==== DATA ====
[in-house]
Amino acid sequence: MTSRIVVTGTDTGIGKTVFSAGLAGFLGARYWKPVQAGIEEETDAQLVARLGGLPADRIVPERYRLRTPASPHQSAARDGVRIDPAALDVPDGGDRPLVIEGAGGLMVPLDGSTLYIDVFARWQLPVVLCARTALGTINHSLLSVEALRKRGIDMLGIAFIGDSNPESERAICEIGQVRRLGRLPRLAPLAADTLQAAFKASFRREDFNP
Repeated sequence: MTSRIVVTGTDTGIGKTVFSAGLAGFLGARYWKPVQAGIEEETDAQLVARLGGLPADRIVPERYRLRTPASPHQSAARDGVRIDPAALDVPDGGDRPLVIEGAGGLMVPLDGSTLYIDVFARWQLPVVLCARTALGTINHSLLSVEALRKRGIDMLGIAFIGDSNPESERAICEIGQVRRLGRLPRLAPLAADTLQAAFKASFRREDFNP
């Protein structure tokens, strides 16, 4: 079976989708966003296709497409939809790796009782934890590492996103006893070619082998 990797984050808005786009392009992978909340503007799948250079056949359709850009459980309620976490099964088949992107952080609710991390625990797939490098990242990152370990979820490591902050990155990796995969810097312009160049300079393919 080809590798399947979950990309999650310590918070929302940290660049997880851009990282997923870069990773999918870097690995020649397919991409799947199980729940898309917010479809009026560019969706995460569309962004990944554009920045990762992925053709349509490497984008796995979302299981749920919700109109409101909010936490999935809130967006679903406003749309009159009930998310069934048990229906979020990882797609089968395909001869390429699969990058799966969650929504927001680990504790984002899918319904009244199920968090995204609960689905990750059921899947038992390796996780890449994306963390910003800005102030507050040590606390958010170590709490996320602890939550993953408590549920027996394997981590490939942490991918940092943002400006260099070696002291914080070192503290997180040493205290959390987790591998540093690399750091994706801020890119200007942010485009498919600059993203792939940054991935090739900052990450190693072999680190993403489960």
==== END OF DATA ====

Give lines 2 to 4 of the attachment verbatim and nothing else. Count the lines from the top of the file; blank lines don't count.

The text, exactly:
Amino acid sequence: MTSRIVVTGTDTGIGKTVFSAGLAGFLGARYWKPVQAGIEEETDAQLVARLGGLPADRIVPERYRLRTPASPHQSAARDGVRIDPAALDVPDGGDRPLVIEGAGGLMVPLDGSTLYIDVFARWQLPVVLCARTALGTINHSLLSVEALRKRGIDMLGIAFIGDSNPESERAICEIGQVRRLGRLPRLAPLAADTLQAAFKASFRREDFNP
Repeated sequence: MTSRIVVTGTDTGIGKTVFSAGLAGFLGARYWKPVQAGIEEETDAQLVARLGGLPADRIVPERYRLRTPASPHQSAARDGVRIDPAALDVPDGGDRPLVIEGAGGLMVPLDGSTLYIDVFARWQLPVVLCARTALGTINHSLLSVEALRKRGIDMLGIAFIGDSNPESERAICEIGQVRRLGRLPRLAPLAADTLQAAFKASFRREDFNP
């Protein structure tokens, strides 16, 4: 079976989708966003296709497409939809790796009782934890590492996103006893070619082998 990797984050808005786009392009992978909340503007799948250079056949359709850009459980309620976490099964088949992107952080609710991390625990797939490098990242990152370990979820490591902050990155990796995969810097312009160049300079393919 080809590798399947979950990309999650310590918070929302940290660049997880851009990282997923870069990773999918870097690995020649397919991409799947199980729940898309917010479809009026560019969706995460569309962004990944554009920045990762992925053709349509490497984008796995979302299981749920919700109109409101909010936490999935809130967006679903406003749309009159009930998310069934048990229906979020990882797609089968395909001869390429699969990058799966969650929504927001680990504790984002899918319904009244199920968090995204609960689905990750059921899947038992390796996780890449994306963390910003800005102030507050040590606390958010170590709490996320602890939550993953408590549920027996394997981590490939942490991918940092943002400006260099070696002291914080070192503290997180040493205290959390987790591998540093690399750091994706801020890119200007942010485009498919600059993203792939940054991935090739900052990450190693072999680190993403489960």